This sharply contrasts with the GAS fines that were handed out to people who wanted to protest in Antwerp’s Meir Street last year against the privatisation of multinationals like Monsanto through the patenting of GMOs.
The bottom line is that political action is not welcome, and partying or protesting football fans are politically innocent and therefore acceptable (and moreover, potentially violent). In any case, this is a potent example of the subtle expropriation of our public space, in the strong sense of the word, as a space for the political.
Naturally, this was no coincidence at all: the neoliberal city does not desire any form of political expression. The Belgian Beer Temple, the future incarnation of the Stock Exchange, must be a place that boosts tourism in Brussels – that is what we read in the newspaper. As with a shopping mall or a theme park: keep it cosy. ‘Here one does not engage in politics.’
But that cannot and should not be an excuse. Besides, tourists love a bit of a spectacle; they can then see with their own eyes that Belgians are enacting democracy. I would like to help develop a complete marketing plan together with the tourist services, in order to make this a point of interest.
You can amplify it to such a degree that tourists would be disappointed if they only saw a group of people with banners and megaphones and a few media sources on the steps of the Stock Exchange the day they pass by. Anyway, maybe I'm getting carried away, but you know what I mean.
Neither the temple nor the tourists have to fear the nuisance of protesters, especially since we also read in the newspaper that the entrance to the Beer Temple is at the side of the building. Uninterrupted access is thus assured. The stairs are now definitely available to us, to anyone and everyone.
The steps of the Stock Exchange also offer more than a platform for protest. They define a permanent meeting place for many different people. From tramps to businessmen to American tourists: one meets at the Stock Exchange, and if the wait lasts too long, you take a seat on the steps. It’s simply a powerful meeting point. Especially now that the area in front is soon to become car free (???). At the same time, we must avoid it becoming car-free, a cloak over the city centre to further frame it as an apolitical theme park. Honestly, I’m afraid.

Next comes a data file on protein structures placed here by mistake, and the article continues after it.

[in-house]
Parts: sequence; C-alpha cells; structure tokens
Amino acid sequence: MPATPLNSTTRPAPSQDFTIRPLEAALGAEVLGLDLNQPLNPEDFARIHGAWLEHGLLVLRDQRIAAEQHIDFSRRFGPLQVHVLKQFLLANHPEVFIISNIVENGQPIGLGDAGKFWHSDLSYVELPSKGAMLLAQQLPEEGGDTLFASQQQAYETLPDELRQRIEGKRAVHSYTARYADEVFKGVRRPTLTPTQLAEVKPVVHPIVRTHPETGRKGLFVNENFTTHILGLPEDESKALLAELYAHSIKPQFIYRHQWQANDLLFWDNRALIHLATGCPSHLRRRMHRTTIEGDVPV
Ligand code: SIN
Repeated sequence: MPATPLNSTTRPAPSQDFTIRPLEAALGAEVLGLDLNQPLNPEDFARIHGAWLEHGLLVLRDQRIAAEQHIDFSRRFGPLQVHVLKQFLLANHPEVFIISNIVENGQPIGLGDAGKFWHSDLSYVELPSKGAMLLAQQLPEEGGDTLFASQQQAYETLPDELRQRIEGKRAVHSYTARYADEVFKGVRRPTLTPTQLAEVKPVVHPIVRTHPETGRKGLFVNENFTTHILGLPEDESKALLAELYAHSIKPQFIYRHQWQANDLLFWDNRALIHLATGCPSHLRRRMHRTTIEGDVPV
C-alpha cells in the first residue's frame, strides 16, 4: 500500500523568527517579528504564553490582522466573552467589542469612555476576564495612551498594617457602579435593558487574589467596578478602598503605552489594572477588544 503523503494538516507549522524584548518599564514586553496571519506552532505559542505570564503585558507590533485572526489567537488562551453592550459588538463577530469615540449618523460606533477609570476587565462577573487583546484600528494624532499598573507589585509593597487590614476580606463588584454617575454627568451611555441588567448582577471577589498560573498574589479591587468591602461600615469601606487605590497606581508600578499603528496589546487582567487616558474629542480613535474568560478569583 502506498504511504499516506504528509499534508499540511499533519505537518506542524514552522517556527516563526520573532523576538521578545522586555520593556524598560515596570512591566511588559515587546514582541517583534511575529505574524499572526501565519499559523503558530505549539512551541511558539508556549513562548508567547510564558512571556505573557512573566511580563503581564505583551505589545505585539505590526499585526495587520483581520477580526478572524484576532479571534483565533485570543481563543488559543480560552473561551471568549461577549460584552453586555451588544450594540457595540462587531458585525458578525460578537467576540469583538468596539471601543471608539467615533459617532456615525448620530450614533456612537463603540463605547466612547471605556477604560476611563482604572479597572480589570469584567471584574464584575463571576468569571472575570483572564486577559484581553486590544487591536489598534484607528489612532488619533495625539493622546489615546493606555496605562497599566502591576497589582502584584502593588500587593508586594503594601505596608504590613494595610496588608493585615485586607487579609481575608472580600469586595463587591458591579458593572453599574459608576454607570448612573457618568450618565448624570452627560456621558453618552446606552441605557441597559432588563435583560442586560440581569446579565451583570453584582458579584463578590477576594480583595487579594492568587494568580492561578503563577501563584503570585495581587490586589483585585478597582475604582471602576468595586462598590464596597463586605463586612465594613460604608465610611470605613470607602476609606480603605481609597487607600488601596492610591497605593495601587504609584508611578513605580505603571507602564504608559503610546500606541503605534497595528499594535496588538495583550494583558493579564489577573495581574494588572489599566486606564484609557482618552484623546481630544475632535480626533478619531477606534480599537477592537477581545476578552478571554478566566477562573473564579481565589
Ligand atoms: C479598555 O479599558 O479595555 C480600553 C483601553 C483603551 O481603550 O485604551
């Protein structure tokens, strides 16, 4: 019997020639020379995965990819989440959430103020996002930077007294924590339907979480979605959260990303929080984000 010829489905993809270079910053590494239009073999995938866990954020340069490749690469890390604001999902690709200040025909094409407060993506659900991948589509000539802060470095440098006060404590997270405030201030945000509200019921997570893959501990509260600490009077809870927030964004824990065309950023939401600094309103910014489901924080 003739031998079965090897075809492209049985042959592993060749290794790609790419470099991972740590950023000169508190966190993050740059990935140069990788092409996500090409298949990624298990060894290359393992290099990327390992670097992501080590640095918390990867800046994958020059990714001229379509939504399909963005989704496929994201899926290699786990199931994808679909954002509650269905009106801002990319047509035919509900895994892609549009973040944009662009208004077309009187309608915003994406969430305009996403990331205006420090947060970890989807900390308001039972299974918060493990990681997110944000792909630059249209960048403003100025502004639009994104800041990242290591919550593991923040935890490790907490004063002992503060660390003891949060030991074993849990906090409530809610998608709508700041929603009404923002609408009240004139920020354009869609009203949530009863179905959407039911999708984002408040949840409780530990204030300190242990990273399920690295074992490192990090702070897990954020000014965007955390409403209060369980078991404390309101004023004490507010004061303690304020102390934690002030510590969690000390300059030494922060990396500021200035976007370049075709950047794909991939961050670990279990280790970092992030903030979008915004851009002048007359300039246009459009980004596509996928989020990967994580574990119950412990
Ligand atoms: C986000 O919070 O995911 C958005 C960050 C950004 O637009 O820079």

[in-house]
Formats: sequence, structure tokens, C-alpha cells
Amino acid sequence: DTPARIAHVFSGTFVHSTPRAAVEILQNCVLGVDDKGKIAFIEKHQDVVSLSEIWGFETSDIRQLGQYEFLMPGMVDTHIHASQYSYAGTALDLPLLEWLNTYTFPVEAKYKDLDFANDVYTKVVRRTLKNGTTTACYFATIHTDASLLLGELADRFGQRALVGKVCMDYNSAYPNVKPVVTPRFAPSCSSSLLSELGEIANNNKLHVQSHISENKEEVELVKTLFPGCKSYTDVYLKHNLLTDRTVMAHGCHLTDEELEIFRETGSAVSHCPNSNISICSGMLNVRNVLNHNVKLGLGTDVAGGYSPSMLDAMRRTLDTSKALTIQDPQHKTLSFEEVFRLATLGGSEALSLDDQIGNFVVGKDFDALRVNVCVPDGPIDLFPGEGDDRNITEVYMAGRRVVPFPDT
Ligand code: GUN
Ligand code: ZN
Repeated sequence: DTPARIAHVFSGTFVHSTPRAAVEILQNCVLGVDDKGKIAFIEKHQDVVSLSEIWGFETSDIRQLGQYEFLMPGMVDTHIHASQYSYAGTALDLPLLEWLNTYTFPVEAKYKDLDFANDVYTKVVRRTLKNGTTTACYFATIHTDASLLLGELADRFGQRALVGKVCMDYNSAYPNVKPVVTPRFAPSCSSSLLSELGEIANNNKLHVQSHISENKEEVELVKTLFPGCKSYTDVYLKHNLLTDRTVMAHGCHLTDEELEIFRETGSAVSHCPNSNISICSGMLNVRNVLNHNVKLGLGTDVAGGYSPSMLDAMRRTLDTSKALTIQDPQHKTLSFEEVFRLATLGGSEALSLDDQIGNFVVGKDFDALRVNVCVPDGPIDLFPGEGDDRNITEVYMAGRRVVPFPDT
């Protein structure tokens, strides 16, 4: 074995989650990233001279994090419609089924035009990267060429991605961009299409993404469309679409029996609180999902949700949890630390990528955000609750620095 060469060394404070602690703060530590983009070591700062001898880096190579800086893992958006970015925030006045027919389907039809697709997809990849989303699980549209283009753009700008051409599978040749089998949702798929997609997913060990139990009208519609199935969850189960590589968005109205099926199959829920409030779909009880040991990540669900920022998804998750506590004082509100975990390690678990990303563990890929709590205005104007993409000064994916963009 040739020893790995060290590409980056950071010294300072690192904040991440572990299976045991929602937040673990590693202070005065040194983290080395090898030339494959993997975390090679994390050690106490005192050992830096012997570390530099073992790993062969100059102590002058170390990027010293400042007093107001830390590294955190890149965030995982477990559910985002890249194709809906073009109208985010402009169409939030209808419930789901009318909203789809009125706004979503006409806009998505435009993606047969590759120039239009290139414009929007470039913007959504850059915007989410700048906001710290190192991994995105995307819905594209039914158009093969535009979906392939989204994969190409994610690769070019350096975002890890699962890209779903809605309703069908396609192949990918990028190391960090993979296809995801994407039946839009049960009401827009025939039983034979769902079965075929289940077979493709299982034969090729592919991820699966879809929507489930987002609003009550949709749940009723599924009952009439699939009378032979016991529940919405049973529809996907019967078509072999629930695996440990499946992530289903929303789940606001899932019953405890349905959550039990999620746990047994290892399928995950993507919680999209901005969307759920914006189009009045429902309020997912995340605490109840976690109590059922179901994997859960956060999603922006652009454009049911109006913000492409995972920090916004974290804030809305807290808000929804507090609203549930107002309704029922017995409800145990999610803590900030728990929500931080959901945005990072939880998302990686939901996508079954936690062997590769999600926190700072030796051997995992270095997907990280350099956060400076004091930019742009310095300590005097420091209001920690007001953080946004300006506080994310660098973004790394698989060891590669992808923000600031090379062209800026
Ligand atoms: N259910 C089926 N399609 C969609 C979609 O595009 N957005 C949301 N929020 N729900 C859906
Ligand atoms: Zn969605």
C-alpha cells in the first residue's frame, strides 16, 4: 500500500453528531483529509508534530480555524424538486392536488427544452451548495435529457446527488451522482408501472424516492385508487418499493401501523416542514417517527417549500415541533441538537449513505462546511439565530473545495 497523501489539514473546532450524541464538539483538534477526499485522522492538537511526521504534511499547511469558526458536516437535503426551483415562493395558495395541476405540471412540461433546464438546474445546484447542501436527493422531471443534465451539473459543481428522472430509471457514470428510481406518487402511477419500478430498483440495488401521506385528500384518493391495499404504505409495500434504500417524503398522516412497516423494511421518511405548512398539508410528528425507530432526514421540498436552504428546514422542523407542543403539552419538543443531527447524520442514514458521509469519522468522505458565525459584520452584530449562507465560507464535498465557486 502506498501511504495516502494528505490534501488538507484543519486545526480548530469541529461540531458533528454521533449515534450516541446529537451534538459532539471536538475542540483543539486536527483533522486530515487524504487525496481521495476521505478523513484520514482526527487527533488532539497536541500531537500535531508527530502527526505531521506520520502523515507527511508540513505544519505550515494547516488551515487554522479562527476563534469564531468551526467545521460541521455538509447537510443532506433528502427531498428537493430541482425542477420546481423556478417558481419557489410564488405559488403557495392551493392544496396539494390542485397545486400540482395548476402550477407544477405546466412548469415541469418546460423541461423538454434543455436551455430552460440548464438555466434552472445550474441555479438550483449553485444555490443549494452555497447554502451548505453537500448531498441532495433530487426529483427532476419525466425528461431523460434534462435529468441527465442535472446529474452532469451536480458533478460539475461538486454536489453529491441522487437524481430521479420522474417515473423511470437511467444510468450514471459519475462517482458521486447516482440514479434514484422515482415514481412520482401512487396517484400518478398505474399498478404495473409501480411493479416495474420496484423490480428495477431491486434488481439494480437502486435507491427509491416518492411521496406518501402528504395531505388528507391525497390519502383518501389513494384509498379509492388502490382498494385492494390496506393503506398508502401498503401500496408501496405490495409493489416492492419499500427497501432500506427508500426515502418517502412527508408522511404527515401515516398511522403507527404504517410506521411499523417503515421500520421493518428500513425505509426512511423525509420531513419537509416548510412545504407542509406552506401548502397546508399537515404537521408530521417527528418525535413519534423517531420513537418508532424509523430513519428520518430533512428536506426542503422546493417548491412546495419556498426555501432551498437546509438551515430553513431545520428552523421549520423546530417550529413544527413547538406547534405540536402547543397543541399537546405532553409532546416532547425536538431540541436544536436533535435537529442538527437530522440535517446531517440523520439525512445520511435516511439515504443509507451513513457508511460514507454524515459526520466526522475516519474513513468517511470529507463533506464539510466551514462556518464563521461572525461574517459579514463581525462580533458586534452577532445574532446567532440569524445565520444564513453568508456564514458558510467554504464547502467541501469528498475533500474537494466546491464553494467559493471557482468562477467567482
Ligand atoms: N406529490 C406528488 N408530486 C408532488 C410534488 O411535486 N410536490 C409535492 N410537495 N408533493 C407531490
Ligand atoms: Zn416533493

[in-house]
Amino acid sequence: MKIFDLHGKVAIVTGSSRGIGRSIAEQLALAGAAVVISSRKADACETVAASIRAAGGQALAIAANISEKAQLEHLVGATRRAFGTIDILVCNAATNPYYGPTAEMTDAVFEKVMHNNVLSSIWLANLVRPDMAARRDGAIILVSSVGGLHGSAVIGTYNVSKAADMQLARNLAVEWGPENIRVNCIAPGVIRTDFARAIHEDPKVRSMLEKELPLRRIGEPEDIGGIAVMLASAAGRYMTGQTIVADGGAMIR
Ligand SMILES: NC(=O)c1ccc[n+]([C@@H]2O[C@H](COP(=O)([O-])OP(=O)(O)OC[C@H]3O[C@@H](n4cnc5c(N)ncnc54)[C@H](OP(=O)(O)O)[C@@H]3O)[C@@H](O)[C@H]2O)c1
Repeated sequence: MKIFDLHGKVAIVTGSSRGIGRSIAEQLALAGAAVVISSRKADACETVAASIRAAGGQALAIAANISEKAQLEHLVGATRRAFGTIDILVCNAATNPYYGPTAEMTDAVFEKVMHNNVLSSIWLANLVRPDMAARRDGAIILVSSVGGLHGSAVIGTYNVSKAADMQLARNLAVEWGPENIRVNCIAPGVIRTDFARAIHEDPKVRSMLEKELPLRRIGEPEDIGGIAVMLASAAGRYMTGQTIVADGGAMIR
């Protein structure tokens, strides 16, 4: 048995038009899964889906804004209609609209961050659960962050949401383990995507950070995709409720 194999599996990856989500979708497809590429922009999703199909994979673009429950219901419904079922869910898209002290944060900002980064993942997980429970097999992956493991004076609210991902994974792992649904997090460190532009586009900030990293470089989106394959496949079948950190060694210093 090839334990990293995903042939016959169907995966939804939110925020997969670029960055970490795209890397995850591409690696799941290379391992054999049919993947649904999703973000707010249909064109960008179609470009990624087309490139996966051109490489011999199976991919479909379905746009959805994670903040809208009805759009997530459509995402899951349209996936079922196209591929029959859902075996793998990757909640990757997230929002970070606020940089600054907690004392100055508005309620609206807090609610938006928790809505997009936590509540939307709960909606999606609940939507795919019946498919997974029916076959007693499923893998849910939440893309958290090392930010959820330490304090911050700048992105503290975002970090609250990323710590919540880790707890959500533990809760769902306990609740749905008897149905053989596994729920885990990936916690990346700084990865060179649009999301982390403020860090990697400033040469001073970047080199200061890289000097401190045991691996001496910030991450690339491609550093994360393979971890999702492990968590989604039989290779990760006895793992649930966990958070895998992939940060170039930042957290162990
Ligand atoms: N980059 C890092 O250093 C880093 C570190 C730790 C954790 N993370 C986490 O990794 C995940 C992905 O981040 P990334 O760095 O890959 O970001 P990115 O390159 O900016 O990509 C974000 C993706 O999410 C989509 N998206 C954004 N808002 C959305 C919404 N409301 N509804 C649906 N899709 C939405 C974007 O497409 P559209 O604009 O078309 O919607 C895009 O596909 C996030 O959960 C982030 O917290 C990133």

Many cities would envy us a place like the steps of the Stock Exchange: an ultimately democratic place, because there, in addition to day-trippers and newspaper kiosks, cries of joy and voices of protest find their place: a locatable domain for free speech, a truly symbolic place for the public, which otherwise plays itself out in newspapers and on television, radio, and the Internet; in short, in a virtual space. This is even more impressive than Speaker's Corner in Hyde Park.
I therefore think that the city council or the managers of the Stock Exchange should adjust their decision, as a show of their civic duty. This is about an easement to real democracy, maybe not de jure but de facto. As Brusselaars, as well as Belgians, we must not let this unique place be stolen. With this, I call on the Picnic in the Streets network, in collaboration with the trade unions and the various activist organisations, to organise a Reclaim the steps campaign.
PS But that’s still not all. My open letter of last year to Picnic in the Streets and co. was clearly too focused, and therefore a bit near-sighted (maybe that’s why it has been set aside…).
All the demonstrations in which I have participated since then (and there are quite a few), have departed from the North Station (as they have done since time immemorial), but were then led along the inner ring road rather than directed along the central axis in the direction of De Brouckère, with the area in front of the Stock Exchange as their stop and culmination.